In mid-August of 2016, Valve unveiled its intentions to restrict coach communication during matches. Events that chose to follow Valve’s rules were to implement four, 30-second long timeouts that would serve as the only time coaches could relay their thoughts to players.
Responses from professional players, talent, and the community were mixed, to say the least. The following week consisted of many tweets, articles, and debates on how the ruling would affect different teams, especially those who utilized their coaches as in-game leaders, with Natus Vincere being the most prominent example.
With all the hysteria behind coaches no longer being able to communicate during rounds, the four pauses that teams now had access to went conceptually unexplored. We saw pauses used frequently, and without consideration; most teams continued to make use of pauses only when they needed input from their coaches, to break the momentum of their opposition, or to reset when trailing in rounds.
These were stellar uses for a single pause – it allowed teams to discuss issues they were having, change up positions, or try different ideas to get back into the match; however, the addition of more pauses and reduction of length gave teams the ability to make more calculated decisions when taking a pause. Sadly, not many teams have caught onto this yet – most continue to save their pauses for dire situations.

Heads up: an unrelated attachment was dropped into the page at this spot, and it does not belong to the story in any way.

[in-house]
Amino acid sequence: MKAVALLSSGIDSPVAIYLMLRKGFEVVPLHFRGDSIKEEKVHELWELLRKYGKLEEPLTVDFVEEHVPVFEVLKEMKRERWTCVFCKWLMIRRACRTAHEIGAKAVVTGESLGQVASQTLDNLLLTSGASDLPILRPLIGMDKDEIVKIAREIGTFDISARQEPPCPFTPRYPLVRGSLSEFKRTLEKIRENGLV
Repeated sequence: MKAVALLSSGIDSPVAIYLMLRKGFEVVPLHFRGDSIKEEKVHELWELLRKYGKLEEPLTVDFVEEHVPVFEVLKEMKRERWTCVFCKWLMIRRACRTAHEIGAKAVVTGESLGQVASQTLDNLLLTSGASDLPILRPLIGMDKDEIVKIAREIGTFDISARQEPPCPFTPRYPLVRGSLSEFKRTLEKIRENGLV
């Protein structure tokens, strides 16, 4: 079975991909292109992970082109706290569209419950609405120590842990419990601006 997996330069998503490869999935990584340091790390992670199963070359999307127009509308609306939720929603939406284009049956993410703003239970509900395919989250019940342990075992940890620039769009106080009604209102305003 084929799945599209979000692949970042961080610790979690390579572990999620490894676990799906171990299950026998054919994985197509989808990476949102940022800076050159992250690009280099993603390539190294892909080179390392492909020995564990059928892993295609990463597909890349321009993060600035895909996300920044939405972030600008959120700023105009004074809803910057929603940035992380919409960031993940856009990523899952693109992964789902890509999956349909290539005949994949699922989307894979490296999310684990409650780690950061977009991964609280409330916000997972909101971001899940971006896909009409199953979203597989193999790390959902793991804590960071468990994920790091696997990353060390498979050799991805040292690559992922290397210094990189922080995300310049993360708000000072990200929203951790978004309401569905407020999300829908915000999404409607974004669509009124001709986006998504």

Enter Astralis. The addition of Lukas “gla1ve” Rossander, accompanied by the assistance of an esports psychologist, allowed them to win the last major. There are several factors to this, of course, many more impactful than their usage of pauses. Regardless, one thing I noticed while watching Astralis’ matches was their frequent, yet intelligent, usage of pauses. There were a number of times when Astralis won clutches, retakes, and rounds that they had no business winning – immediately after these, you’d find yourself staring at the arena instead of the game – a pause had been called.
This happened often throughout the tournament – Astralis was one of the few teams to consistently utilize the majority of their pauses, ensuring they had a clear mindset going into each and every round. They had a chance to reset, cheer on teammates, and quickly get their heads back in the game without the buzz of the last round still in them. Some players thrive off that buzz, but many teams would reap the rewards of slowing down and allowing their players to calm down.
Of course, this isn’t the best way to handle it for every team. For instance, Virtus.pro likely wouldn’t see any benefit from this timeout-style if they were in plow mode. That’s not to say that they shouldn’t use it in more competitive matches though.
With four pauses to use per map, one might as well make use of them; having leftover timeouts at the end of a match is a waste, especially in close matches. The old mindset of “saving timeouts” for when you need them most is still among the pros, and it’ll be interesting to see if they adapt – especially teams that are emotionally unstable; once again, we can use Na’Vi as an example.
Ironically, Na’Vi seem to utilize their pauses the least – they take them sparingly to get input from Sergey “starix” Ischuk, but rarely allow for starix to contribute his knowledge if they’re winning rounds. Using timeouts like Astralis could yield massive benefits for a team like the CIS powerhouse, as their players could mentally-reset going into crucial rounds.